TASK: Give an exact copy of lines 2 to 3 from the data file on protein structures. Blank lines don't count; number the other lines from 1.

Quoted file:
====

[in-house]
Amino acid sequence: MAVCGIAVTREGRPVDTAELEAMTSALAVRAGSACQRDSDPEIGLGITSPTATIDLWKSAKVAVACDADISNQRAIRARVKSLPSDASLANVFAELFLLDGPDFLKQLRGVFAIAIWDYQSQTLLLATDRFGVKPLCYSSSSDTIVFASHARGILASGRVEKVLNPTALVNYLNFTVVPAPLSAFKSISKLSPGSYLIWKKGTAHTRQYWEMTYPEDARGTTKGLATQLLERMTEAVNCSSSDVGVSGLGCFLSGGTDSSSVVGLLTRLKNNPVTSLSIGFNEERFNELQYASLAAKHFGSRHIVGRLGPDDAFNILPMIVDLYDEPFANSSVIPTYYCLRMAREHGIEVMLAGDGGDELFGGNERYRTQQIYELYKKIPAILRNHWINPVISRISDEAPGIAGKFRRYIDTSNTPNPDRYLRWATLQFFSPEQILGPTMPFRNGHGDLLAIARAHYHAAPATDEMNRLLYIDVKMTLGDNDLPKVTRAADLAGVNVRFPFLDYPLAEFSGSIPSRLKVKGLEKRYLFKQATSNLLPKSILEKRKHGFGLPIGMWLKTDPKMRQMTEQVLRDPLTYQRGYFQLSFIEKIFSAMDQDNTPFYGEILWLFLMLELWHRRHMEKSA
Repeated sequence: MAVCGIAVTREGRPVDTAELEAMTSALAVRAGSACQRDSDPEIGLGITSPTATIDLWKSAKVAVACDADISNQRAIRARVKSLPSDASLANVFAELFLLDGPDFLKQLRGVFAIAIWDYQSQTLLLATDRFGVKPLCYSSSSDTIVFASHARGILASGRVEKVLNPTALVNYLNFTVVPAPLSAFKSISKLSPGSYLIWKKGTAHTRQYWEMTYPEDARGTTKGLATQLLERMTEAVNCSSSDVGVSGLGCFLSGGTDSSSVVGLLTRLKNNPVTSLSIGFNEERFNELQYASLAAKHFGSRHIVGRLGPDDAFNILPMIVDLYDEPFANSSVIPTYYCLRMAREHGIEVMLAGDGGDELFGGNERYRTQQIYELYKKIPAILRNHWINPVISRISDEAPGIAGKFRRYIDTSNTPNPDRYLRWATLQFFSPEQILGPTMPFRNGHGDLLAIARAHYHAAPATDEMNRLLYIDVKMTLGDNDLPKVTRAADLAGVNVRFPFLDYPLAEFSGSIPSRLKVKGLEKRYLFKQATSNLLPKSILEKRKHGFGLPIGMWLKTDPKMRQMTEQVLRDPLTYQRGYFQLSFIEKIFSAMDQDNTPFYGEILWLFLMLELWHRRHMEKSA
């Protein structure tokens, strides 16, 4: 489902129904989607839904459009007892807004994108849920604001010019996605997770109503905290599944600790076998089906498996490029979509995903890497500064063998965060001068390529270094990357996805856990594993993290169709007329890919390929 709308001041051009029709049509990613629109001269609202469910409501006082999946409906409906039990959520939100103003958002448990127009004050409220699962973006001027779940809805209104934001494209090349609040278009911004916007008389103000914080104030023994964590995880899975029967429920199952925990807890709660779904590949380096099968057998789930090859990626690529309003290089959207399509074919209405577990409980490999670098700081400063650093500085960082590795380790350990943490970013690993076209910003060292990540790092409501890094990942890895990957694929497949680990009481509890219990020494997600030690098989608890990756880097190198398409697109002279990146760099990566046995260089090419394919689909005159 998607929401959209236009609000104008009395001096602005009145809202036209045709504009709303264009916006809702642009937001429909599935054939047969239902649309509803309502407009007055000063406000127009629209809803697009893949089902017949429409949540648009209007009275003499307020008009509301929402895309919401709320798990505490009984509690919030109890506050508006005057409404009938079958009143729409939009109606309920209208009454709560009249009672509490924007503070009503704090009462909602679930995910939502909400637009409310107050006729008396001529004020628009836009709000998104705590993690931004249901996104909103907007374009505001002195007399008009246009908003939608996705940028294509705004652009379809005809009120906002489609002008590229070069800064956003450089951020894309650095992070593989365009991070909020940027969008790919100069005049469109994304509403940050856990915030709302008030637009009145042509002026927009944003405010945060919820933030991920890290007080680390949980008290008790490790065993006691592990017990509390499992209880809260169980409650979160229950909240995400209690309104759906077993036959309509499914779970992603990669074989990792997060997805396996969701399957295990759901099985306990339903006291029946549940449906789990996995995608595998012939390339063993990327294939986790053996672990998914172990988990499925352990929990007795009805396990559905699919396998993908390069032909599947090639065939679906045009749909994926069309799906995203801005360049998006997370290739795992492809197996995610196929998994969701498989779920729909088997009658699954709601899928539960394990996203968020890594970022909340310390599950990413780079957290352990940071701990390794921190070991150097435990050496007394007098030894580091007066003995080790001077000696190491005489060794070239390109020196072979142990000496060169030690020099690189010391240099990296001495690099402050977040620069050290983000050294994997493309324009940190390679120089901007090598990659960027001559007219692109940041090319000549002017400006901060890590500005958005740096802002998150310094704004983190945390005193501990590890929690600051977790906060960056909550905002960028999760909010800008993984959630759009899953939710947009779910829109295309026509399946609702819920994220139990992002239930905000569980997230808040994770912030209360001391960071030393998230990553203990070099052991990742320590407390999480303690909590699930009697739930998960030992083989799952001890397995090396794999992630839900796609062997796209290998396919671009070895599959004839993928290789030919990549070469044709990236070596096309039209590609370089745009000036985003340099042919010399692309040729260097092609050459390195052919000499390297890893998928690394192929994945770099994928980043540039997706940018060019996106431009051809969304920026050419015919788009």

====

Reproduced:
Amino acid sequence: MAVCGIAVTREGRPVDTAELEAMTSALAVRAGSACQRDSDPEIGLGITSPTATIDLWKSAKVAVACDADISNQRAIRARVKSLPSDASLANVFAELFLLDGPDFLKQLRGVFAIAIWDYQSQTLLLATDRFGVKPLCYSSSSDTIVFASHARGILASGRVEKVLNPTALVNYLNFTVVPAPLSAFKSISKLSPGSYLIWKKGTAHTRQYWEMTYPEDARGTTKGLATQLLERMTEAVNCSSSDVGVSGLGCFLSGGTDSSSVVGLLTRLKNNPVTSLSIGFNEERFNELQYASLAAKHFGSRHIVGRLGPDDAFNILPMIVDLYDEPFANSSVIPTYYCLRMAREHGIEVMLAGDGGDELFGGNERYRTQQIYELYKKIPAILRNHWINPVISRISDEAPGIAGKFRRYIDTSNTPNPDRYLRWATLQFFSPEQILGPTMPFRNGHGDLLAIARAHYHAAPATDEMNRLLYIDVKMTLGDNDLPKVTRAADLAGVNVRFPFLDYPLAEFSGSIPSRLKVKGLEKRYLFKQATSNLLPKSILEKRKHGFGLPIGMWLKTDPKMRQMTEQVLRDPLTYQRGYFQLSFIEKIFSAMDQDNTPFYGEILWLFLMLELWHRRHMEKSA
Repeated sequence: MAVCGIAVTREGRPVDTAELEAMTSALAVRAGSACQRDSDPEIGLGITSPTATIDLWKSAKVAVACDADISNQRAIRARVKSLPSDASLANVFAELFLLDGPDFLKQLRGVFAIAIWDYQSQTLLLATDRFGVKPLCYSSSSDTIVFASHARGILASGRVEKVLNPTALVNYLNFTVVPAPLSAFKSISKLSPGSYLIWKKGTAHTRQYWEMTYPEDARGTTKGLATQLLERMTEAVNCSSSDVGVSGLGCFLSGGTDSSSVVGLLTRLKNNPVTSLSIGFNEERFNELQYASLAAKHFGSRHIVGRLGPDDAFNILPMIVDLYDEPFANSSVIPTYYCLRMAREHGIEVMLAGDGGDELFGGNERYRTQQIYELYKKIPAILRNHWINPVISRISDEAPGIAGKFRRYIDTSNTPNPDRYLRWATLQFFSPEQILGPTMPFRNGHGDLLAIARAHYHAAPATDEMNRLLYIDVKMTLGDNDLPKVTRAADLAGVNVRFPFLDYPLAEFSGSIPSRLKVKGLEKRYLFKQATSNLLPKSILEKRKHGFGLPIGMWLKTDPKMRQMTEQVLRDPLTYQRGYFQLSFIEKIFSAMDQDNTPFYGEILWLFLMLELWHRRHMEKSA